In a recent look at the latest second-quarter results for O'Charley's
While margins appear to be in better shape, the same cannot be said for the company's top line; sales missed analysts' expectations for the quarter. In this latest edition of Folly Volley, I've asked Hank Schofield and Bodhi Zappa to join me once again in a roundtable discussion about the company's most recent quarterly earnings conference call. We'll be looking for clues to both the margins and revenue question.
A juicier steak equals juicier profits
Jeremy: Hank, get us started on the company's profit margins. Was there compelling evidence in the call to suggest that recent improvements can continue?
Hank: CEO Gregory Burns wasted no time getting to the reasons for the expanding margins: an increase in the average check, and better "control over food and labor costs." Declines in food costs like poultry, pork, and cheese also contributed.
Jeremy: Tell us more about the increase to O'Charley's average check.
Hank: At O'Charley's restaurants, the average check increased 3.4% for the quarter. A three-tiered menu-pricing structure was implemented, enabling the company "to selectively raise prices and reduce the availability of Kids Eat Free." Additionally, the introduction of limited-time menu items like butcher's-cut premium steak helped increase the average check.
Bodhi: Sounds like a tasty and winning strategy.
Hank: Sure, if we choose to overlook a little something called revenues. Sales lagged analyst estimates for the quarter, in part because the company witnessed a 3.9% decrease in its guest count for the period. Burns pointed to the reduction of its Kids Eat Free program, as well as general economic concerns, as reasons for the decline.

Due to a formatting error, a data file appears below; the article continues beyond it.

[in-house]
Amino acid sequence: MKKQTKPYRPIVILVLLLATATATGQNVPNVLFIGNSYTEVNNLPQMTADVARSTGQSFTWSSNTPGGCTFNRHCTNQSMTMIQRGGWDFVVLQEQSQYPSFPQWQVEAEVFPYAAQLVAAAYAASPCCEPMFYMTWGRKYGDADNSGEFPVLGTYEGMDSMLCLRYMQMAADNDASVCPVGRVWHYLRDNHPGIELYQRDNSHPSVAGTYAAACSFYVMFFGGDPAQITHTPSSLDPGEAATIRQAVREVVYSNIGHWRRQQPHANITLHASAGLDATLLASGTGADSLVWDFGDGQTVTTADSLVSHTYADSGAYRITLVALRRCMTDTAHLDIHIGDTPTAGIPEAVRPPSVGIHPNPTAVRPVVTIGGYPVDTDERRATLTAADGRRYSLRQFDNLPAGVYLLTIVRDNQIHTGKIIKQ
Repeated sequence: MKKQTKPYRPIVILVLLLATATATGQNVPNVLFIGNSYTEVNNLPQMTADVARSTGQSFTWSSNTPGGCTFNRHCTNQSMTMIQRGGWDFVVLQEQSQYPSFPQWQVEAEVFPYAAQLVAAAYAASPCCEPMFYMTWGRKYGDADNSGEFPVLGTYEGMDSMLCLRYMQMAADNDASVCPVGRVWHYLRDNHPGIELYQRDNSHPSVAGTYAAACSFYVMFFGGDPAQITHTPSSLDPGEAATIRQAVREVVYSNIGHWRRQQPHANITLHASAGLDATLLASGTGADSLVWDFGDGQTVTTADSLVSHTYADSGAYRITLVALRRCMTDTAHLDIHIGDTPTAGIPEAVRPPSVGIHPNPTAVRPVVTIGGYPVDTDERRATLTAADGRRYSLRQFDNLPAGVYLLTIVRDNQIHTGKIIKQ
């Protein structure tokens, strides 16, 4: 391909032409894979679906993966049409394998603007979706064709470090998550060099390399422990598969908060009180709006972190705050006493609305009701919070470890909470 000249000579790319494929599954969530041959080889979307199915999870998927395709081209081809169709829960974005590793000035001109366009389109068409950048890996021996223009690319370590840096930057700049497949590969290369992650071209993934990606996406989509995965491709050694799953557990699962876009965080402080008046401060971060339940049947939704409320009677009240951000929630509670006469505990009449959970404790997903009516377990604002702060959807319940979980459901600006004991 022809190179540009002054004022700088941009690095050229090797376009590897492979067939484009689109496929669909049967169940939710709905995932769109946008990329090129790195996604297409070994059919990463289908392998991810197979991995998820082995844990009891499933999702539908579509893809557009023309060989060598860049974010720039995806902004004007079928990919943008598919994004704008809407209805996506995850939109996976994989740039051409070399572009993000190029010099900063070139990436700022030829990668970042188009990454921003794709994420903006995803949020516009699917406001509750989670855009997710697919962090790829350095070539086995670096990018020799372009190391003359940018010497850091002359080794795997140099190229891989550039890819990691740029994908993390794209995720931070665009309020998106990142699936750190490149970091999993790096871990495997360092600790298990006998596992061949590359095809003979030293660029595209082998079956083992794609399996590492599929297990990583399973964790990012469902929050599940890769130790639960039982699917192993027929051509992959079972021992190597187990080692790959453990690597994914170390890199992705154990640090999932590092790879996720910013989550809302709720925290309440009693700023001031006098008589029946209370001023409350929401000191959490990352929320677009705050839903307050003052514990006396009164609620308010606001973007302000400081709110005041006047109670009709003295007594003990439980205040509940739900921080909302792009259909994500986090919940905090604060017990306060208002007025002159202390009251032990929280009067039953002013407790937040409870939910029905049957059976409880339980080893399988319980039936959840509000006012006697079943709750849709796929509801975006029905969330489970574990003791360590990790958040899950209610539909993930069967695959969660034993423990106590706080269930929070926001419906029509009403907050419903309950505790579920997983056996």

Bodhi: Give it more time. Its Project RevO'lution, which is being employed to improve the company's overall brand image through various initiatives, is still a work in progress. In addition, the company is cooking up some new menu items that should help drive customer traffic in the near future. Just last week, it launched its Wild Kitchen promotion, featuring Berry Cobbler Explosion, BBQ ribs, and orange-peel chicken, among other items. Additionally, in October, the company is set to launch a new menu.
Jeremy: Unfortunately, the new menu additions weren't enough to compel management to maintain its previous guidance. Instead, guidance for the year was revised downward. Management blamed challenging economic factors for the revision, but you have to wonder whether that's too simplistic.
Hank: Yes, perhaps the menu items aren't daring enough. Burns stated in the call, "I'm really excited about these new products. I've tried them all, and they taste great."
Sounds nice, right? But will the customer agree?
Jeremy: A valid point. When Papa John's
Bodhi: I don't want to sound like a broken record, but again, give it time. During the Q&A portion of the call, Burns had this to say about the new menu: "We have a high degree of confidence, based on our experience so far this year, that these menu rollouts will be positive." He added that the company will get some benefit from this rollout in the third quarter, but even more so in the fourth quarter. Overall, Burns' sentiment is that he is "more bullish the second half of the year."
Jeremy: Bullishness is in the eyes of the investing beholder, I guess. For the year, management is expecting same-store sales growth of less than 1%. That sounds less like a stampede and more like a Texas tiptoe. (That one's for you, Hank.)
Should we heed Bodhi's advice and practice patience? I'm not convinced. If this is a true turnaround, like McDonald's
Shareholders can take comfort in management's methodical and analytical approach to the changes the company is making across the board, from its three-tiered menu pricing structure to the revamping of its supply chain. But I can't help but think that with a revitalization plan called Project RevO'lution, O'Charley's and its shareholders may be better served with greater emphasis on revolutionary-level changes.
Some turnaround situations are bargains. Most aren't. Interested in seeing what turnarounds Motley Fool Inside Value finds compelling? Try Fool value guru Philip Durell's premium investing newsletter free for 30 days.
Fool contributor Jeremy MacNealy has no financial interest in any company mentioned.